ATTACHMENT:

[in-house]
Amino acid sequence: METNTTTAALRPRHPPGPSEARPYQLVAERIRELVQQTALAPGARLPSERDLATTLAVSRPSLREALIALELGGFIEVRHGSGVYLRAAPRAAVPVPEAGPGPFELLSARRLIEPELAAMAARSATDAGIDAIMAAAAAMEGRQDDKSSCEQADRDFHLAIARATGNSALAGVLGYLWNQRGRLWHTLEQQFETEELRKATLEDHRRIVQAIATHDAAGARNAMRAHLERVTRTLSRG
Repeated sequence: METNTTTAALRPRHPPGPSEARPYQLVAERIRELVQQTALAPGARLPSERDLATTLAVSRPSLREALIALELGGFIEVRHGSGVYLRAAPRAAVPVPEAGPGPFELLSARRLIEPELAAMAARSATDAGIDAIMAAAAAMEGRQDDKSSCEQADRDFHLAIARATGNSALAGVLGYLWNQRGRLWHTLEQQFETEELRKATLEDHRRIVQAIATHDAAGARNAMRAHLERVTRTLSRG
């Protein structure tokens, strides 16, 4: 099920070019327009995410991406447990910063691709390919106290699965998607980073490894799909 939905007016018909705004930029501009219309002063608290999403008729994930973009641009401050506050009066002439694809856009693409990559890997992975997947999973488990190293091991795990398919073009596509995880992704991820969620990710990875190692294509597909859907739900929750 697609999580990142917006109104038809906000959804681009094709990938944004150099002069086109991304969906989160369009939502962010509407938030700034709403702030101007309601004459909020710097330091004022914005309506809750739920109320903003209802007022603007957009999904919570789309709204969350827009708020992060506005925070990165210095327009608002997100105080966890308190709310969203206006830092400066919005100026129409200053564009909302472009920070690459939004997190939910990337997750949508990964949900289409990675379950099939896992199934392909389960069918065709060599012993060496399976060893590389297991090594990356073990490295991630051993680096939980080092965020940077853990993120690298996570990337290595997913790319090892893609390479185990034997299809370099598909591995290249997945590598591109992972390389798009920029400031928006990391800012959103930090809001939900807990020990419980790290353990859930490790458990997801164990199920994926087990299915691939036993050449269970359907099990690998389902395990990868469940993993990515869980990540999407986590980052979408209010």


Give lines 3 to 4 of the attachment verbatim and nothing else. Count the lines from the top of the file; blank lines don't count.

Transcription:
Repeated sequence: METNTTTAALRPRHPPGPSEARPYQLVAERIRELVQQTALAPGARLPSERDLATTLAVSRPSLREALIALELGGFIEVRHGSGVYLRAAPRAAVPVPEAGPGPFELLSARRLIEPELAAMAARSATDAGIDAIMAAAAAMEGRQDDKSSCEQADRDFHLAIARATGNSALAGVLGYLWNQRGRLWHTLEQQFETEELRKATLEDHRRIVQAIATHDAAGARNAMRAHLERVTRTLSRG
């Protein structure tokens, strides 16, 4: 099920070019327009995410991406447990910063691709390919106290699965998607980073490894799909 939905007016018909705004930029501009219309002063608290999403008729994930973009641009401050506050009066002439694809856009693409990559890997992975997947999973488990190293091991795990398919073009596509995880992704991820969620990710990875190692294509597909859907739900929750 697609999580990142917006109104038809906000959804681009094709990938944004150099002069086109991304969906989160369009939502962010509407938030700034709403702030101007309601004459909020710097330091004022914005309506809750739920109320903003209802007022603007957009999904919570789309709204969350827009708020992060506005925070990165210095327009608002997100105080966890308190709310969203206006830092400066919005100026129409200053564009909302472009920070690459939004997190939910990337997750949508990964949900289409990675379950099939896992199934392909389960069918065709060599012993060496399976060893590389297991090594990356073990490295991630051993680096939980080092965020940077853990993120690298996570990337290595997913790319090892893609390479185990034997299809370099598909591995290249997945590598591109992972390389798009920029400031928006990391800012959103930090809001939900807990020990419980790290353990859930490790458990997801164990199920994926087990299915691939036993050449269970359907099990690998389902395990990868469940993993990515869980990540999407986590980052979408209010």